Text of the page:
They put a cannula in my arm and gave me a strong painkiller and a sedative, which took immediate effect and made me feel woozy. They also gave me a low dose of oxygen through a little sponge on the end of a tube – they stuck the sponge in my nostril, and they also gave me a mask with gas and air which I could use as I wanted. The whole procedure was a lot less uncomfortable than I thought it would be – medium discomfort as they inserted the camera all the way round, and much less so as they slowly pulled it out, during which they did the examination. Being a bit spaced out, I wasn’t sure how long it took, but the literature they gave me said 30-40 mins, although it seemed a lot shorter than that. I was awake enough to be able to take an interest in what was going on on the screen, and I could see exactly how they took a couple of tissue samples for biopsy. They told me afterwards that they also took a sample of poo for examination for bacterial infection. Straight away afterwards they told me there were no polyps and no cancer, and how the appearance of the bowel lining led them to diagnose UC. So I now have to wait for another hospital appointment, and start treatment as soon as possible.
I must say I am mightily relieved. Not only is the news of non-cancer absolutely brilliant, but out of this has come the opportunity to treat the bowel condition that I’ve been living with for so long – I never asked for investigation into it at the time because it presented exactly as my IBS had done in the 70s and 80s, and I just assumed it had gone into remission and reappeared with the onset of M.E. because the conditions so commonly go together. I am not clear whether I still have IBS or not - from what they said today, I probably don’t; I have UC instead, but I think it is possible to have both together. Anyway, we will see what the new consultant has to say. The symptoms are classic IBS, although less severe from the point of view of bloating and cramps than they were years ago.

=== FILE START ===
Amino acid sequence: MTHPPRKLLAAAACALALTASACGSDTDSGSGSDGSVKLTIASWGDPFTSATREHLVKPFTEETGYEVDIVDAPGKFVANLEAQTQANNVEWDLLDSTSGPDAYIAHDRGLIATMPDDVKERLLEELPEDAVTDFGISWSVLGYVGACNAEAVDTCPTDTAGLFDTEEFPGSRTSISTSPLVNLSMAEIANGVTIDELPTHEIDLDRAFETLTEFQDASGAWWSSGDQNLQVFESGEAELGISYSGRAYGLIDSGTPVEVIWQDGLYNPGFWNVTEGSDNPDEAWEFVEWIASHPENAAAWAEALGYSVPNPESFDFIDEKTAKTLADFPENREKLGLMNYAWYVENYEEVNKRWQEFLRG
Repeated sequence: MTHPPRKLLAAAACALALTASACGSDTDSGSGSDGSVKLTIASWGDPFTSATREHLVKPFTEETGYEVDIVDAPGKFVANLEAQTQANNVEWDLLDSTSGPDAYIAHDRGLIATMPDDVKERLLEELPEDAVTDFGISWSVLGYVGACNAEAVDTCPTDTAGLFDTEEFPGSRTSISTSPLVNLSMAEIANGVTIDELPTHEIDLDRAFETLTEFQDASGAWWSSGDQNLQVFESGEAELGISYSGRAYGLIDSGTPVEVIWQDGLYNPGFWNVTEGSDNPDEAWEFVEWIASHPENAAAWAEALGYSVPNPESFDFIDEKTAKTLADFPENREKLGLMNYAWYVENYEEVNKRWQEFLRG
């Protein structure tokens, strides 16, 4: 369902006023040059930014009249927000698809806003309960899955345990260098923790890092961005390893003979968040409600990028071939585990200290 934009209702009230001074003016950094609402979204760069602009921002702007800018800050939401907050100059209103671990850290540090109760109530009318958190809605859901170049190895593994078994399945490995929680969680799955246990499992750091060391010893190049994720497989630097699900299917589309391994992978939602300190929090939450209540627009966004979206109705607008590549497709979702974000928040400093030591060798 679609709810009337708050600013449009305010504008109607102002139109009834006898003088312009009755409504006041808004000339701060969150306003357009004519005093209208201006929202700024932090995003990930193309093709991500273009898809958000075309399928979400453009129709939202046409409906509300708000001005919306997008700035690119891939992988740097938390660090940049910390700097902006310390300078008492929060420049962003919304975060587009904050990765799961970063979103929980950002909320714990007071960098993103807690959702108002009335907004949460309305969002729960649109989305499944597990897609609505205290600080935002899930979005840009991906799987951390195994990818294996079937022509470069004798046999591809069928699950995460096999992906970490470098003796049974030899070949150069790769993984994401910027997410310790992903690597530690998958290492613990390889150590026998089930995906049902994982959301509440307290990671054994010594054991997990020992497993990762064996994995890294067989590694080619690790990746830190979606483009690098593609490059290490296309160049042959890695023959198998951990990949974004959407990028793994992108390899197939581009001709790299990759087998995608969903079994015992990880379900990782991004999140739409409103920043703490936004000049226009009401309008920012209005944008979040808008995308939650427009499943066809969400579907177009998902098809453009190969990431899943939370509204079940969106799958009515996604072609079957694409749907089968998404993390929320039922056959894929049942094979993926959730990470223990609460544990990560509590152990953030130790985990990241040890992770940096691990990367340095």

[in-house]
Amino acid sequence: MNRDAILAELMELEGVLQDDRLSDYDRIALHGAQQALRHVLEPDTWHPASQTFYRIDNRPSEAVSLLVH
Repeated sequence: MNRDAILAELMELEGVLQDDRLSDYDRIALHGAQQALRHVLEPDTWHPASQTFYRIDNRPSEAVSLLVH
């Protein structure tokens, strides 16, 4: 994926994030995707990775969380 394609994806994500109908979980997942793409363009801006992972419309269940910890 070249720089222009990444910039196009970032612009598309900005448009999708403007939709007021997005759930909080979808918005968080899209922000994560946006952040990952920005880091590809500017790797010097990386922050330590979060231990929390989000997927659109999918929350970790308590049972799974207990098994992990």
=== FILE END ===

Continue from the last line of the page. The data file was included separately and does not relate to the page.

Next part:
My hubby thought I’d want to come straight home and go to bed after all this, but after probably half an hour’s rest, (again, time does funny things when you’re sedated) dozing, to recover afterwards, they roused me and suggested I got dressed. They then brought me a lovely thick egg sandwich, I had 2 cups of tea and some biccies and could feel myself reviving by the minute! I’d had a pretty bad night last night, getting up with the last of the diarrhoea after the laxative, and felt pretty spaced out first thing this morning, mostly from lack of sleep. I never would have thought that a hospital cup of tea – a bag dunked into a polystyrene cup – could have been so delicious that I asked for a second one!
When he came back to pick me up, he found me ready to go to the new house and see what progress had been made, and for him to do a bit more in the garden. I have to keep pinching myself to be sure this is really happening – it’s like a dream coming true, and it’s made even more special by the relief that I haven’t got that cancer cloud hanging over me, ready to rob me of all this before I have a chance to enjoy it.
Dad is not well. We called in on the way home and he was in his room, very, very confused, and not able to engage with us in conversation much. Apparently the benefit of the last lot of antibiotics was short-lived. He had a fall yesterday, and he is very bent over and seems to find it hard to raise his head, and he’s very thin – they are having problems getting him to eat, and they had to feed him at lunch time today, which was a first. He is definitely declining, poor old Dad. I rang my sister this evening with all the news, and she agreed with me that we hoped he wouldn’t linger on too long, but would be taken sooner rather than later. We feel we’ve already lost him really, and we agreed that we will live on the lovely memories of what he used to be like, and nobody can take that away. Extreme old age can be so cruel, can't it.
Despite the somewhat unpleasant start to the day and my natural anxiety, the day turned out to be a really special one. My hubby has spoilt me today – we went out for lunch. It was a really good meal, although I couldn’t finish mine – probably because of not being able to eat for the last 24 hours, and eating a very bland diet for a couple of days before that, but it was a lovely treat. Then after we left the new house, he drove me out to a place called Labrador Bay which I’d never heard of before – beautiful views! It was a bit cooler with the sea breeze blowing in, and the wild flowers smelt so lovely. A nice drive back home through the country lanes. On the way home he stopped to post a letter, and bought me a box of choccies!!!